T.J., a high school freshman, lost his mother two months before in a car accident: his father pops pills and sits on the couch; his grandmother holds things together, chatting and cooking. T.J. wants the car back from the salvage yard where the owner's son is a bully. By happenstance, Hesher, a foul-mouthed squatter, moves in with T.J's family. T.J. also meets Nicole, a grocery clerk near poverty who helps him once. Hesher involves T.J. in crime, the bully is omnipresent, mom's car is slipping away, dad has checked out, T.J. watches Nicole at work, and his grandma invites him to join her morning walk: the odds are long that T.J. can assemble a family to help him thrive. Written by
All of Hesher's "persona", according to Joseph Gordon-Levitt, is inspired by late bass player from Metallica, Cliff Burton. Not only that, but the movie features a significant amount of music from the "Burton" era, including the solo that Hesher plays in the garage (Anesthesia, from the Kill 'Em All album) and, of course, the Hesher lettering. See more »
After a fender-bender, Nicole is unable to start her car. We can see that her front bumper is detached and one side is resting on the street. So Hesher gives her a ride. But after she walks back to her car, it starts and runs with no problems. See more »
I feel compelled to write a review on this film, but I'm just not sure what to focus on or how to outline what I loved about it. The story is so unique, and so left of centre, that it's very hard to describe, let alone break down and review. When attempting to describe it to a friend, I found it very difficult, as it just sounds so crazy. It makes one think, how could this be that enjoyable. All I could really say was, 'you have to watch this film!', as it made me smile, laugh and connect, from opening scene to closing credits.
After seeing the trailer for this, I was immediately interested. Mainly because of the crazy, ab-lib, don't-give-a-s**t nature of Hesher, actually reminded me of a friend, and this friend's antics and philosophy on life always amuse me, and more often than not, enlighten me to how this crazy world can be, and how you really shouldn't take things so seriously. Having such excitement for an upcoming film, you can quite often be let down. Luckily for me Hesher stood up, and was everything I hoped it would be, and more.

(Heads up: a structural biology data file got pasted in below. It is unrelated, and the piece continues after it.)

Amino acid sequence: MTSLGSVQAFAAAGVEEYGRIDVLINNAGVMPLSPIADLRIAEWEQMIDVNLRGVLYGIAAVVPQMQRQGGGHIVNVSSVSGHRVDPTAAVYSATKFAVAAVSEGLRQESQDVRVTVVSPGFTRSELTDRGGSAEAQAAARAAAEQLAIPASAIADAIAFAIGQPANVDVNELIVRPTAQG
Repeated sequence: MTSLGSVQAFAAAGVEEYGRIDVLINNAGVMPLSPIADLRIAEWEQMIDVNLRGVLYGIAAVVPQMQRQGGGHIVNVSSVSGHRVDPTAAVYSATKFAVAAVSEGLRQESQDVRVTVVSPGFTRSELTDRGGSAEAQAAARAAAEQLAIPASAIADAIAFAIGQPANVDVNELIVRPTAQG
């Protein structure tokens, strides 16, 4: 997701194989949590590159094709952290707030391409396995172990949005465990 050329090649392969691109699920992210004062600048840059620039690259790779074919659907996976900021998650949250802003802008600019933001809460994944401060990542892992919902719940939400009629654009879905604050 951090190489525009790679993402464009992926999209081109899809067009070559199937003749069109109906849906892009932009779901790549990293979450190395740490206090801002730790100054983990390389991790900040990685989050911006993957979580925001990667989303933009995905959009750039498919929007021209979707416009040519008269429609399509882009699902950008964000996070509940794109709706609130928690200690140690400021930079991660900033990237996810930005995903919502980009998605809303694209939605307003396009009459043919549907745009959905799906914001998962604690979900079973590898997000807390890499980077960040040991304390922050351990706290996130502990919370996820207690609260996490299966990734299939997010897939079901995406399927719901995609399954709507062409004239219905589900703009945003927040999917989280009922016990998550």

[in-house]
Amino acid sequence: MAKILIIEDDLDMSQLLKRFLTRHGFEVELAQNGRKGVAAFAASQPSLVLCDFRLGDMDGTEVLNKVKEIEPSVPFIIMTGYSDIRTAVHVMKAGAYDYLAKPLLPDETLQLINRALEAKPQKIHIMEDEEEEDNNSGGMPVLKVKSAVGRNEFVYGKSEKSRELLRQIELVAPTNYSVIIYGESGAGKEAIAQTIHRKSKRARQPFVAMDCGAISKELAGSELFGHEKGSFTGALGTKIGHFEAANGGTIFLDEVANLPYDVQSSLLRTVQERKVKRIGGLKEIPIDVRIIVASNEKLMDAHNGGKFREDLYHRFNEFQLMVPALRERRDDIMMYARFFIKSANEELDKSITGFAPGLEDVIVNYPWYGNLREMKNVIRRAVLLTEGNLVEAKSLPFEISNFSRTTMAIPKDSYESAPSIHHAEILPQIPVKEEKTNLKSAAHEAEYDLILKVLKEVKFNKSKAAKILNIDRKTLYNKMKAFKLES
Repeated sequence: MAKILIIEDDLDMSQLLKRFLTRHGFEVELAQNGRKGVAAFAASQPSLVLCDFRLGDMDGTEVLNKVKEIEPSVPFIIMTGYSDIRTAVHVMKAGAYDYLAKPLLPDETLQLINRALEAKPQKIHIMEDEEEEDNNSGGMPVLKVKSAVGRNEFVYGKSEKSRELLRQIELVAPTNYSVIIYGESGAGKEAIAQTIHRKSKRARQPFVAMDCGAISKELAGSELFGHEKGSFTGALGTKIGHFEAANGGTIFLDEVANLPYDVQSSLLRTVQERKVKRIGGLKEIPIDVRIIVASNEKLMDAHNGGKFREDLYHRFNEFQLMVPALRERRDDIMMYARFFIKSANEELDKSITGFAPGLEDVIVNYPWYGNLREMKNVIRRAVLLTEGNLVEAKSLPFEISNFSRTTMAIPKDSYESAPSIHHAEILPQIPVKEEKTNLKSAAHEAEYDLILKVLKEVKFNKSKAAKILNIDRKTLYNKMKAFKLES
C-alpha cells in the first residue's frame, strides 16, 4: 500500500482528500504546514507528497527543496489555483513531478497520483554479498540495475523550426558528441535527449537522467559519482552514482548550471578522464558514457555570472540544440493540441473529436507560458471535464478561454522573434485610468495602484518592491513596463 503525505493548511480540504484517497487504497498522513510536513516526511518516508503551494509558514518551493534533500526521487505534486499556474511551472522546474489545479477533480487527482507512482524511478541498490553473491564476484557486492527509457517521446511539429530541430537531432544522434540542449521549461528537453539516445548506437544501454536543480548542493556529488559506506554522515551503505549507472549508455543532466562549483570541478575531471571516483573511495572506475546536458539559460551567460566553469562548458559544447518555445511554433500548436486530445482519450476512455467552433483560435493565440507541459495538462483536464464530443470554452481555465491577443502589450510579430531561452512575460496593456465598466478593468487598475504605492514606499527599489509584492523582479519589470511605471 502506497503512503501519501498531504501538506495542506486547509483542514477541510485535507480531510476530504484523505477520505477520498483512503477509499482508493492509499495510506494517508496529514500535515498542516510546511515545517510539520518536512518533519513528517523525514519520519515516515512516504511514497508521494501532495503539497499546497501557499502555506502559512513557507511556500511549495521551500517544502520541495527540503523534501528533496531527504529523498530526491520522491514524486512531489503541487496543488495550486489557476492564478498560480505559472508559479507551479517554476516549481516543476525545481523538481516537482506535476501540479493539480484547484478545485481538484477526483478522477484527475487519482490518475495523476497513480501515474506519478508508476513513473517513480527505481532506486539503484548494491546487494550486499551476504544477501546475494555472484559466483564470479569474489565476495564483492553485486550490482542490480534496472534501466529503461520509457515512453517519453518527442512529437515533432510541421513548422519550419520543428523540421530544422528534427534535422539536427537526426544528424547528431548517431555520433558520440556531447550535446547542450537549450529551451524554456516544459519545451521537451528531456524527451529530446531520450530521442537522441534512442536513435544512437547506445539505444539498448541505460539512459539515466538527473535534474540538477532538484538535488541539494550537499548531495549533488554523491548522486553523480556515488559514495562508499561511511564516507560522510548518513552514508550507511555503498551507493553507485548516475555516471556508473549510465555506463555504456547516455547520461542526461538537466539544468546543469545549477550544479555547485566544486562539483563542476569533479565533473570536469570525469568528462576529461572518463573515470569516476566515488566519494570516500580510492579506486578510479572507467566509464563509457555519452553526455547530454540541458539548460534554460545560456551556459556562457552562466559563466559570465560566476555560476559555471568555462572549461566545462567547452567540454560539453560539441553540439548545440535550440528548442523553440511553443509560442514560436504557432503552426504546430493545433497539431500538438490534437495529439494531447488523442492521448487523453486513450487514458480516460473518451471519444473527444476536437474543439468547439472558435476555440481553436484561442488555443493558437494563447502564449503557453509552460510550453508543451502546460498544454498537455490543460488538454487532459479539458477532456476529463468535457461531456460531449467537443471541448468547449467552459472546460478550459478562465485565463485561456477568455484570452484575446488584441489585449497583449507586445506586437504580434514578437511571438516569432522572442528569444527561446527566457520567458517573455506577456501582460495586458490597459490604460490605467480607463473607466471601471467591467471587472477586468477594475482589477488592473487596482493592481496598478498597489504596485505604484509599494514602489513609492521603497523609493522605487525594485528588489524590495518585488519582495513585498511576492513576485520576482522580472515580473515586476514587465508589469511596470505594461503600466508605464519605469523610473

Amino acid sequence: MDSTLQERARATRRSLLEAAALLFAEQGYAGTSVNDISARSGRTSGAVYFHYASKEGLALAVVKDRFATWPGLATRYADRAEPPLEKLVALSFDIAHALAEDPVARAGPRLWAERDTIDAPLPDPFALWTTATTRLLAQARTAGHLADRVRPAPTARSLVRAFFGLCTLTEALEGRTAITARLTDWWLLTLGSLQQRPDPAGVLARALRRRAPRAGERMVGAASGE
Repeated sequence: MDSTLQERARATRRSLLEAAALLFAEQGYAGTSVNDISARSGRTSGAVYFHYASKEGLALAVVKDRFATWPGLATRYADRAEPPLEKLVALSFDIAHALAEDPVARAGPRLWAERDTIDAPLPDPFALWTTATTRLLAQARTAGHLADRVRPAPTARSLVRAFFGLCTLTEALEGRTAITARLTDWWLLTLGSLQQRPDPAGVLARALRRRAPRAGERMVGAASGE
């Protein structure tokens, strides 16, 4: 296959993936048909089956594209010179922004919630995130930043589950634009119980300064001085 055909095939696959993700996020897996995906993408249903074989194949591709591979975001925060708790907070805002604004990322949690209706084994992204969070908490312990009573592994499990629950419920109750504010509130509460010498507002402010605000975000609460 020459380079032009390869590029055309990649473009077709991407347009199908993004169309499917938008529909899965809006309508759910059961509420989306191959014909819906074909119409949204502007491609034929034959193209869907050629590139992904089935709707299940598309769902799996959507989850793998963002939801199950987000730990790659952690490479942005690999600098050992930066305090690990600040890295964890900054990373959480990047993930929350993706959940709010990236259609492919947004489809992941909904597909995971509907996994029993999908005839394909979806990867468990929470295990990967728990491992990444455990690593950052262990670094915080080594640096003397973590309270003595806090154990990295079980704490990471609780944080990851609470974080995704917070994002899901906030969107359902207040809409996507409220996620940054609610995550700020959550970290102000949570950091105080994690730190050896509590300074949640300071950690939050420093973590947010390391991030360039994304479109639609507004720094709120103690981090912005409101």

I found the story to be simply brilliant. So random and unpredictable you never really knew where it was going, or what was going to happen next. I loved the way in which Hesher makes he's first appearance in the film, and how he somehow, without trying (so it seems), finds he's place in Grandma's home. The dialogue was simply gold and oh so funny at times, that it made me want to re-watch the film as soon as it concluded, to pick up on the quick wit and laugh all over again. The scene at the pool was definitive for me. So funny and so strange. I couldn't help but enjoy and admire the way Hesher went about things in that scene, letting himself completely go, without a fear of consequence. Acting on he's most primal impulse. Not so much in anger, but in freedom, and having fun at the expense of a few 'versatile solutions for modern living'.
Hesher is an amazing character, and Joseph Gordon-Levitt is brilliant. This might sound ridiculous to some, but I think it was worthy of an award, as this is a true embodiment of a character. There is no Joseph Gordon-Levitt in this film, there's only Hesher. I haven't seen that many of Joseph's movies, but I do remember '500 Days Of Summer', and this is polar opposites as far as role is concerned, and not many actors could make such a leap, convincingly. I also became a fan of Natalie Portman after this. I love the fact she took on a role that was so different. Her character's plainness, honesty, and self-confessed faults, made her simply beautiful to watch throughout. Devin Brochu as the main boy which the story revolves around is amazing. He's level of dramatic execution is spot on in every scene, and he's so believable as TJ. The film has such rich characters, which are all played to perfection. The Grandma is also worthy of a mention, providing so much love to an otherwise somewhat tragic story.
This film manages to mix humour, sadness and heart like very few films can. Its films like this that can pick people up and put them back on their feet. It actually made me feel better about life, and less worried about the ridiculous incidentals that can make us anxious and get us down. I'm not sure how this film managed to tap into such thoughts and emotions, but somehow it did. There is no comparative circumstance in the film for me, nor is there an obvious message that everyone can relate to, it is simply a story with colourful characters, with simple lives, told in such a unique and crazy way, that for some reason you commit to it and totally embrace it, only to feel on top of the world for having done so.
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